naturalfeature:hebron hills

  • A Palestinian vineyard annihilated with chainsaws, with a chilling message in Hebrew
    Gideon Levy, Alex Levac | May 24, 2018 | 6:53 PM

    The grapes are shriveled. The vineyard is dead. Reduced to a large, dried-out, yellowing stain in the heart of the verdant region along Highway 60 where the road runs past the town of Halhoul, north of Hebron. The “yellow wind” that David Grossman wrote about 30 years ago is a dying vineyard here. Two plots of land, with hundreds of vines that were slashed, their stems and shoots sawed off – and within a week everything here had withered and died.

    This is a particularly horrible sight because all the damage was wrought by the hand of man. A wicked, loathsome hand that hates not only Arabs but despises the land itself. In fact, we can assume that it wasn’t just one individual who raided and destroyed this vineyard late Tuesday night last week. To saw off that many plants in such a short time requires a few pairs of nasty hands. And someone also had to smear the threatening words in Hebrew on a rock: “We will reach everywhere.” All before first light illuminated the dark deed.

    When dawn broke, the owner of the vineyard, Dr. Haitham Jahshan, a hematologist, arrived and couldn’t believe his eyes. His vines had been ravaged. First he saw one sawed trunk, then another and another – a sea of butchered vines, whose grapes were grown to be eaten, not for wine – until the full scale of the calamity hit home.

    For his part, Musa Abu Hashhash, a field researcher for the B’Tselem human rights organization, says he’s never seen an act of so-called agricultural crime on this scale.

    When we visited on Monday, Highway 60 was as busy as ever: As the major traffic artery running the length of the West Bank, it serves both Palestinians and settlers. The vineyard lies right next to the road, which has very narrow shoulders at that point. West of the highway looms a fortified Israel Defense Forces observation tower, an Israeli flag flapping above it, where soldiers are present day and night to protect all the local residents and safeguard their property. A network of security cameras covers the road from all directions – yet apparently no one saw anything on that night last week, no one heard the insidious infiltrators or the sounds of the sawing.

    The butchery was obviously done with electric saws – the cuts are precise and sharp, from trunk to trunk, from shoot to shoot, nothing was left untouched, probably to ensure that nothing would remain. Almost all the slashing was done at the same height, about 40 centimeters (15 inches) above ground. A professional job. Many of the trunks look whole, but on closer examination, they too turn out to be cleaved. Some sway between heaven and earth, hanging in space, cut off from their bottom sections and roots. Wounded, scarred, cut in two – nearly 400 slashed vines, according to the owner, Jahshan.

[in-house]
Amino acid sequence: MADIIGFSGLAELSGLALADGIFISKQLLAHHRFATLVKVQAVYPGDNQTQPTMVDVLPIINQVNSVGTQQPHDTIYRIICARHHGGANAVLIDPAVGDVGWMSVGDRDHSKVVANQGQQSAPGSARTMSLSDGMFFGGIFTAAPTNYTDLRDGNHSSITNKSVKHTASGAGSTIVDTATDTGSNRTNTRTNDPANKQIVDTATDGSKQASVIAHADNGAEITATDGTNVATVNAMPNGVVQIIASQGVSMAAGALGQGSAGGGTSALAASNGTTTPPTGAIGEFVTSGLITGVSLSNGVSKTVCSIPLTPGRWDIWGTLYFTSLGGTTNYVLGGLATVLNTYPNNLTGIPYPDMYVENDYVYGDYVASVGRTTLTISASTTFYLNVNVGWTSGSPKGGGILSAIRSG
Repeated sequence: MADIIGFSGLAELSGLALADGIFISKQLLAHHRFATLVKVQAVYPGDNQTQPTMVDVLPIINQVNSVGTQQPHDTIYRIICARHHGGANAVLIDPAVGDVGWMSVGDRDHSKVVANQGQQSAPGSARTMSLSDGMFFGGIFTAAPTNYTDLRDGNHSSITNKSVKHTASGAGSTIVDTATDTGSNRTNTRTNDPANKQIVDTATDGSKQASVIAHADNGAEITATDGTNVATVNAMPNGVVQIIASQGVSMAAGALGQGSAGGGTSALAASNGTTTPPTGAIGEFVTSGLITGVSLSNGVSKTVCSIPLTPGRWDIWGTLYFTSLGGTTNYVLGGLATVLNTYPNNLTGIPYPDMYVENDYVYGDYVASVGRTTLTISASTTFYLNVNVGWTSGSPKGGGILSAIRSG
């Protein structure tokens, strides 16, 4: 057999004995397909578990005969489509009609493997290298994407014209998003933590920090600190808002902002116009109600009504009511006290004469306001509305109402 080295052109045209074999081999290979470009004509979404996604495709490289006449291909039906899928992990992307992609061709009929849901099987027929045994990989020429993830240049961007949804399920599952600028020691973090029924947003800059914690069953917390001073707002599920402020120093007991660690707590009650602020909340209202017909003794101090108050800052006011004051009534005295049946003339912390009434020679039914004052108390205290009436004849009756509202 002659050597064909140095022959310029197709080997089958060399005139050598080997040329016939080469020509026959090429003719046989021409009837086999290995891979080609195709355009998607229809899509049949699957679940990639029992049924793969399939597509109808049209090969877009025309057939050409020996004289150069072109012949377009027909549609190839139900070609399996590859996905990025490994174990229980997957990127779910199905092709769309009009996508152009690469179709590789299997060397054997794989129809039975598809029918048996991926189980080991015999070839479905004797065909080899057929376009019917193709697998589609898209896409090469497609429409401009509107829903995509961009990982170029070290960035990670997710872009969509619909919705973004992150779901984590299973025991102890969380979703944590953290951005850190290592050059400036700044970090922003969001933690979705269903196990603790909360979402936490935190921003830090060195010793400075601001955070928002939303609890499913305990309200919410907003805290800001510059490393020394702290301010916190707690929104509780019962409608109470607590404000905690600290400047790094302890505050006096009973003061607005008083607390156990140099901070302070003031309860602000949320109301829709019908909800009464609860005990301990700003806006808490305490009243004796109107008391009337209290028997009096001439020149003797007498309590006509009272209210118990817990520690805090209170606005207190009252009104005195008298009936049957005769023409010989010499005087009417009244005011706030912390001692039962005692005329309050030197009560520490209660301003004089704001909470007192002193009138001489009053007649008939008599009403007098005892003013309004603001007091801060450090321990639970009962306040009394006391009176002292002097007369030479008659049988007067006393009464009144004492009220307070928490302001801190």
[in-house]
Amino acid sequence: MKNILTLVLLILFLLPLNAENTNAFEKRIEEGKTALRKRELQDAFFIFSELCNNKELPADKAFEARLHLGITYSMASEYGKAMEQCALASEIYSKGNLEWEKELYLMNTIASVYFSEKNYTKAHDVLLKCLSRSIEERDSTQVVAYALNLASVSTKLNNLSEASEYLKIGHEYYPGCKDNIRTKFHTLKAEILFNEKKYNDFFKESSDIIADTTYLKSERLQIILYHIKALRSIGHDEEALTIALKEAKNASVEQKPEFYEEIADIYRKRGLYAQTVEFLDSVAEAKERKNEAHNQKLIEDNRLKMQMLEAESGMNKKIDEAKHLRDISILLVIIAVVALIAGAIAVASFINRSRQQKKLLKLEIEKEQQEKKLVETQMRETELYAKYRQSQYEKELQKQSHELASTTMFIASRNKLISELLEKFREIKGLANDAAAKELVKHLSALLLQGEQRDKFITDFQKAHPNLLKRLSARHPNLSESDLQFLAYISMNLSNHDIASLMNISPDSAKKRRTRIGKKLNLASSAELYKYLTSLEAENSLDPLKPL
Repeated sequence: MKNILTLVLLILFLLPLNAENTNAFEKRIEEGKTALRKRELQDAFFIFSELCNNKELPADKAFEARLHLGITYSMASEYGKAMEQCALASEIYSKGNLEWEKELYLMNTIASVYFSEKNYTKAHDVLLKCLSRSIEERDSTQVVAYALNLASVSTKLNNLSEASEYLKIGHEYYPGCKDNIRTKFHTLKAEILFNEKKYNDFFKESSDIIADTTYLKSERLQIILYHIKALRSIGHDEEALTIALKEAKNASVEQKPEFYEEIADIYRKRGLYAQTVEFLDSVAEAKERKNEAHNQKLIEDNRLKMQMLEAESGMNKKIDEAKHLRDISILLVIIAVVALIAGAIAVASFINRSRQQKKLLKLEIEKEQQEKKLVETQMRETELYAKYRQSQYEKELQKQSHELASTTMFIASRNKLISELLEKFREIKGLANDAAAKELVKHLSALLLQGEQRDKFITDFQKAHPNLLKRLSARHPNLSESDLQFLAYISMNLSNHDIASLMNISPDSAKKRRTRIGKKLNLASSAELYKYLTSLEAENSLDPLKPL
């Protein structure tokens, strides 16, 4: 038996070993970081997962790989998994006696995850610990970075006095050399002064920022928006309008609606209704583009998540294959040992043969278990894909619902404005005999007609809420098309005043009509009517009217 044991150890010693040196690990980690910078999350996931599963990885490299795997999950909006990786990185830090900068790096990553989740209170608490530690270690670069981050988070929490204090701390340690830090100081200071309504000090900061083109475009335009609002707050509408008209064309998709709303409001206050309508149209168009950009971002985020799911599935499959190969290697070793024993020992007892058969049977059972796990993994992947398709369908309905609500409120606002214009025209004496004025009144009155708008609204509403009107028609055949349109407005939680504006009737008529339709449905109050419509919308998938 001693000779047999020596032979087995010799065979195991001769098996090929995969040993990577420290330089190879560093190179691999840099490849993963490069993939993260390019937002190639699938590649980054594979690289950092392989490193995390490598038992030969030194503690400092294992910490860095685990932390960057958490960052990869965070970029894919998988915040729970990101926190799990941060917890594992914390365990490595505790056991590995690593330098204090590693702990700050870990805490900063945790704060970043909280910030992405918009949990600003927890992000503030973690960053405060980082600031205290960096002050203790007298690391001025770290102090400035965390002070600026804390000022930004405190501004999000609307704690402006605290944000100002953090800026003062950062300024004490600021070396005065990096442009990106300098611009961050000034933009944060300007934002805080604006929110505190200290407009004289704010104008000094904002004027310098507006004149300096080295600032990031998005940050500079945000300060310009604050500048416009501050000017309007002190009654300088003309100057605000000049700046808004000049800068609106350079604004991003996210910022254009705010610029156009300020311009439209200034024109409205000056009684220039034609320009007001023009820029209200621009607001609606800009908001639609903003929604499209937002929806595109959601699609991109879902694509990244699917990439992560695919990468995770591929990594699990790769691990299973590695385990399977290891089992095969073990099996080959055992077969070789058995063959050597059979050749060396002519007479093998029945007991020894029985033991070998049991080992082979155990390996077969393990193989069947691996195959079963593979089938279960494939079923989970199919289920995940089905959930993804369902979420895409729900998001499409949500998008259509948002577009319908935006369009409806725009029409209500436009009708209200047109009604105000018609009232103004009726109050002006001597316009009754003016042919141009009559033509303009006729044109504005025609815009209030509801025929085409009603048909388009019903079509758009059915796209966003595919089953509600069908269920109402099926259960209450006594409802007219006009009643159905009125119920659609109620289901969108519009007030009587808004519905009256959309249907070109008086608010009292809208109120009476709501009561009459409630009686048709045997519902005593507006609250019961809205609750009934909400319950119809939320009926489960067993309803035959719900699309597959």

We follow him, bending over as we pass through row upon row of truncated vines, beneath a ceiling of low iron lattices on which they are tangled and twined. There’s no way to raise your head here, no way to stand up. The soil is clear of stones and has been plowed: Those tending the land here turned the earth over using an all-terrain vehicle on the day after the spoliation, hoping a miracle would occur and the vineyard would begin to revive itself. But the miracle hasn’t happened. It’s clear now that it will be necessary to uproot the entire vineyard and to plant a new one in its place. It will then take three to five years for the first fruits to appear, and some 15 years – the age of the destroyed vineyard – for the crop to reach its optimal yield.

    Naboth the Jezreelite had a vineyard, and so did Dr. Jahshan.

    Though he lives in Halhoul today, Jahshan, 42, studied medicine in Jordan and from 1999 to 2006 did his residency in hematology and molecular genetics at the Hadassah Medical Center and the Herzog Medical Center, both in Jerusalem. Now he runs a blood-disease clinic at Al-Ahli Hospital in Hebron, but also devotes time to working the land from which his family earns a living. The vineyard covered five dunams, 1.25 acres – 5,000 square meters, he explains.